Financial system's liquidity is in 'huge' surplus, says RBI governor

Topics Shaktikanta Das | NBFCs

Nirmala Sitharaman with Shaktikanta Das and Finance Secretary Subhash Chandra Garg (right) in New Delhi on Monday | photo: sanjay k sharma
The financial system’s liquidity is in “huge” surplus and the Union Budget’s announcements related to non-banking financial companies (NBFCs) are adequate to take care of the liquidity needs of the sector, Reserve Bank of India (RBI) Governor Shaktikanta Das said on Monday.


“Overall, the system liquidity is in huge surplus since June 1. We have also announced a liquidity back stock for banks to implement the NBFC package announced by the FM in the Budget. We have also decided to frontload the FALLCR, which will infuse additional liquidity,” Das said in a press conference after chairing the customary post-Budget board meeting of the central bank. Finance Minister Nirmala Sitharaman addressed the central board of directors.


In the Budget, the FM announced a one-time six-month partial credit guarantee window to cover up 10 per cent of losses that public sector banks (PSBs) may incur after buying high-rated pooled assets of up to Rs 1 trillion of financially sound NBFCs. “Some measures (related to NBFCs) have been announced by the government. We are monitoring the situation prevailing in NBFCs. I think whatever difficulty was reported earlier related to liquidity has been more than addressed,” Das said. He further said the central bank will provide a backup “if individual banks require additional liquidity.”


“In system, there are so many banks and within individual banks there are some liquidity issues. The RBI will provide liquidity support to them,” the governor said.


Das didn’t give a clear response on whether the RBI was on board the government’s plan to tap markets abroad for borrowings worth $10 million. “The government has made a Budget announcement. We will interact with the government as a debt manager of the government of India and it will be a part of internal deliberations,” he said.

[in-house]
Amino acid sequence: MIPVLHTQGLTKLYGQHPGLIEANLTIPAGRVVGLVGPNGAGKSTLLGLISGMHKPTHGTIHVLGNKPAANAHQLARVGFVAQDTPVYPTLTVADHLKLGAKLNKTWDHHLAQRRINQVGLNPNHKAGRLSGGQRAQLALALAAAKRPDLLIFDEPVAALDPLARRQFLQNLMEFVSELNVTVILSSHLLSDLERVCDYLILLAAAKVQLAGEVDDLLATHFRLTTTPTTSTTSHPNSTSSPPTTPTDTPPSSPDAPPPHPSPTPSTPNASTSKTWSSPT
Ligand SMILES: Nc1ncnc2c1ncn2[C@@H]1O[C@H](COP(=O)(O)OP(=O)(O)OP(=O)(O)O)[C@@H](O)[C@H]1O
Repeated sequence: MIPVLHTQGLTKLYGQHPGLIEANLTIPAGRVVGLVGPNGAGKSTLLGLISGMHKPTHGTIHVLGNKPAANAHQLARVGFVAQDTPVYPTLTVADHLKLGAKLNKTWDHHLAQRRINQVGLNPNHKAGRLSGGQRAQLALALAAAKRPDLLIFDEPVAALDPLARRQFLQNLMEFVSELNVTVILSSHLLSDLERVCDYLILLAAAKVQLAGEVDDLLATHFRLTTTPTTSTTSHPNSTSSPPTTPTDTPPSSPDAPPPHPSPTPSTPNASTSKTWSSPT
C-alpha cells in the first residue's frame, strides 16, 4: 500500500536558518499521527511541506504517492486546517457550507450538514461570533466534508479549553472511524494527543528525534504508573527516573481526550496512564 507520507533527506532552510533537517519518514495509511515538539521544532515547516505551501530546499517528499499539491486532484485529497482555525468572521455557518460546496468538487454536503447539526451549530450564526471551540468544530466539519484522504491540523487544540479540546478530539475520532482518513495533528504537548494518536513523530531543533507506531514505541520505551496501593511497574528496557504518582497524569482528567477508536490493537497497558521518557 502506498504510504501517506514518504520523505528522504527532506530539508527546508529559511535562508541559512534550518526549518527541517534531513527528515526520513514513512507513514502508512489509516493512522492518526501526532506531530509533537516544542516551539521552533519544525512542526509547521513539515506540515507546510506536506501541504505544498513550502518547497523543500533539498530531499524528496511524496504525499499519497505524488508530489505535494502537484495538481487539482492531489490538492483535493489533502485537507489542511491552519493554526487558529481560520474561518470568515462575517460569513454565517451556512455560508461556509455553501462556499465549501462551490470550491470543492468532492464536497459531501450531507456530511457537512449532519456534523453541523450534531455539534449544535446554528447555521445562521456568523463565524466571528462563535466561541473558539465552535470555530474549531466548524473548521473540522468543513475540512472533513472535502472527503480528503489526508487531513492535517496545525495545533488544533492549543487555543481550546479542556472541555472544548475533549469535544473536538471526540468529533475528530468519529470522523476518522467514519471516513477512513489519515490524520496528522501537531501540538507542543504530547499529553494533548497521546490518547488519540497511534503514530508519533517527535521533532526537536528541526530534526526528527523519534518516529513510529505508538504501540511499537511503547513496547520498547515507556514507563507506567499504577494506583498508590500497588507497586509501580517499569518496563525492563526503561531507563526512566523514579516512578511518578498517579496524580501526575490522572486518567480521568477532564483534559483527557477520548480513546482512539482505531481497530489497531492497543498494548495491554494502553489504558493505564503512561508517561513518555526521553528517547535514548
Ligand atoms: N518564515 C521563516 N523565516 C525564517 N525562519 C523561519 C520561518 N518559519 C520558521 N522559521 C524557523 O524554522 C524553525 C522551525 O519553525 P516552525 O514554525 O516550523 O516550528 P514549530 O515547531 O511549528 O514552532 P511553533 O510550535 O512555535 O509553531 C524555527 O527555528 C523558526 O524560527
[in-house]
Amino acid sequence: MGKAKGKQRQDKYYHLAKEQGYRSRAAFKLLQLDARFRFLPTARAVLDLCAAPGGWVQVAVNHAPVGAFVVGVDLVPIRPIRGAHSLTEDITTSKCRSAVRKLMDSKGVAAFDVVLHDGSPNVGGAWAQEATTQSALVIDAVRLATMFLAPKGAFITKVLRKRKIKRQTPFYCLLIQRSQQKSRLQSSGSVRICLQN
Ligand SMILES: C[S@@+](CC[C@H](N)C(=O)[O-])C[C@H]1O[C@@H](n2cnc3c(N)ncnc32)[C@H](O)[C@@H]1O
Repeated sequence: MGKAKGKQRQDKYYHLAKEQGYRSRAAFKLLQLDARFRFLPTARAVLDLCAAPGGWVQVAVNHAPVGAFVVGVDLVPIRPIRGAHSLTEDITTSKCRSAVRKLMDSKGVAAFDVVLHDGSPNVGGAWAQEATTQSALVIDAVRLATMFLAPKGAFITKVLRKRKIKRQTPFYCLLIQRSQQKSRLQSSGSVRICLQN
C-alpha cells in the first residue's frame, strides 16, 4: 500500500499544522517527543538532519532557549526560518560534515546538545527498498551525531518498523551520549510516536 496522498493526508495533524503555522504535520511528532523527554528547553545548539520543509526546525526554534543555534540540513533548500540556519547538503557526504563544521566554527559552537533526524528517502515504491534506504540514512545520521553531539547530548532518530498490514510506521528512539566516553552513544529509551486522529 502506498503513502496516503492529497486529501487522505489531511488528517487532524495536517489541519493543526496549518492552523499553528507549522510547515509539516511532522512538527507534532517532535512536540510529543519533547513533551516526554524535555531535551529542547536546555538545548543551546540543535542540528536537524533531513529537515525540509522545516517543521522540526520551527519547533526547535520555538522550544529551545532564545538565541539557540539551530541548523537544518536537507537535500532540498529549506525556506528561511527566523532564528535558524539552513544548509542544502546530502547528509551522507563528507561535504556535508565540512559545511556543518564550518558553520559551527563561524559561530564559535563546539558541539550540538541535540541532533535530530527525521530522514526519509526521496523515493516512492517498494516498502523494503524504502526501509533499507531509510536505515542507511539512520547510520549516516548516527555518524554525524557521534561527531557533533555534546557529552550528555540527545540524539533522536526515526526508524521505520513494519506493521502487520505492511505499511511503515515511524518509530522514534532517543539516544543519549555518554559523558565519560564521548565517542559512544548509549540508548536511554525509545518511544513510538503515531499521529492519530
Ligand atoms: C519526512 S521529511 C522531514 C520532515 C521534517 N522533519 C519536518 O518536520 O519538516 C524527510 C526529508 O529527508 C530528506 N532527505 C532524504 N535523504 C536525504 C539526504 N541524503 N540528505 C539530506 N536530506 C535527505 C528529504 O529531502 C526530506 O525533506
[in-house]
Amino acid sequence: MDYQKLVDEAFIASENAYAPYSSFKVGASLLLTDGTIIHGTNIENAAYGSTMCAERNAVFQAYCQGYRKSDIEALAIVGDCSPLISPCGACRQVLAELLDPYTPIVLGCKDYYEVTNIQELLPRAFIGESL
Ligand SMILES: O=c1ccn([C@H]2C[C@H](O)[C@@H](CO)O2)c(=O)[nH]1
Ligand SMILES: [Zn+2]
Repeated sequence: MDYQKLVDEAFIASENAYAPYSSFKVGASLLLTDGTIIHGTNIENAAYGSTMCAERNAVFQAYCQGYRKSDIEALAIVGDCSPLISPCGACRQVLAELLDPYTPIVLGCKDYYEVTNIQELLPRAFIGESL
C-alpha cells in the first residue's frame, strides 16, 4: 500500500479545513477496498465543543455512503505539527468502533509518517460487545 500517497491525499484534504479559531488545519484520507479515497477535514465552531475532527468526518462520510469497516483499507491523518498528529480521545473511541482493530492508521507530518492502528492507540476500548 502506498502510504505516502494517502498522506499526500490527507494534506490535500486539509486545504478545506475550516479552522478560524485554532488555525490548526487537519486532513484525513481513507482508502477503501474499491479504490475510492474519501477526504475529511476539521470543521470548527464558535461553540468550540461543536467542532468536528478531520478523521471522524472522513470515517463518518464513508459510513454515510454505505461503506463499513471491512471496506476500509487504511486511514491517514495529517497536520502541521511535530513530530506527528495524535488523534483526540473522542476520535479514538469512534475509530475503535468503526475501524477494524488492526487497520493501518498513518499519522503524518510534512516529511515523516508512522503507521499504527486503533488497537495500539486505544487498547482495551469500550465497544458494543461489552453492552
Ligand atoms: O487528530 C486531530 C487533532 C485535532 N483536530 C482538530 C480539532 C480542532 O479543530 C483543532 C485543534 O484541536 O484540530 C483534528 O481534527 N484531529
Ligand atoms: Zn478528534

According to sources, MoS Finance Anurag Thakur will hold a meeting with Das to discuss borrowing from external markets next week. “The government is targeting the first tranche of borrowings from abroad in September. There are divided opinions within the RBI. One view is that why open up that option if the borrowing sum is not big at $10 million,” an RBI board member said, requesting anonymity.


Das said the government’s measures to impose additional surcharges will lead to a “marginal increase” in inflation but it will get reflected with a time lag. He said the RBI board will hold a meeting soon to decide the dividend transfers to the government. “The audit committee and the central board will decide based on the finances…We have a broad understanding about how much would come,” he said.


Transfers from the RBI, which have been a point of conflict between the government and the central bank, is budgeted to be around Rs 90,000 crore in the form of dividend for 2019-20, Finance Secretary Subhash Chandra Garg told reporters on Friday. In the receipt Budget, the allocation towards “dividend or surplus of the RBI, nationalised banks and financial institutions” increased by Rs 23,130 crore to Rs 1.06 trillion in 2019-20, compared to the interim Budget.


At the time of interim Budget in February, the government had budgeted Rs 69,000 crore as dividend from the RBI. This means, the government is expecting around Rs 20,000 crore as additional transfers from the RBI.


The RBI governor said the central bank is happy with the Finance Minister’s announcement in the Budget to stick to a “glide path” when it comes to maintaining the fiscal deficit. “RBI will always be happy when the fiscal deficit is maintained and in this case, the fiscal deficit has been improved. RBI will be happy because it completely limits the so-called crowding out effect. This is something positive as it gives more space for private sector borrowing,” Das said, adding that it will be good for macroeconomic situation.


Das termed the Budget’s move to infuse Rs 70,000 capital into PSBs, in the form of recapitalisation bonds, as a “positive development”, which will enable the lenders to meet the regulatory capital needs and step up lending.

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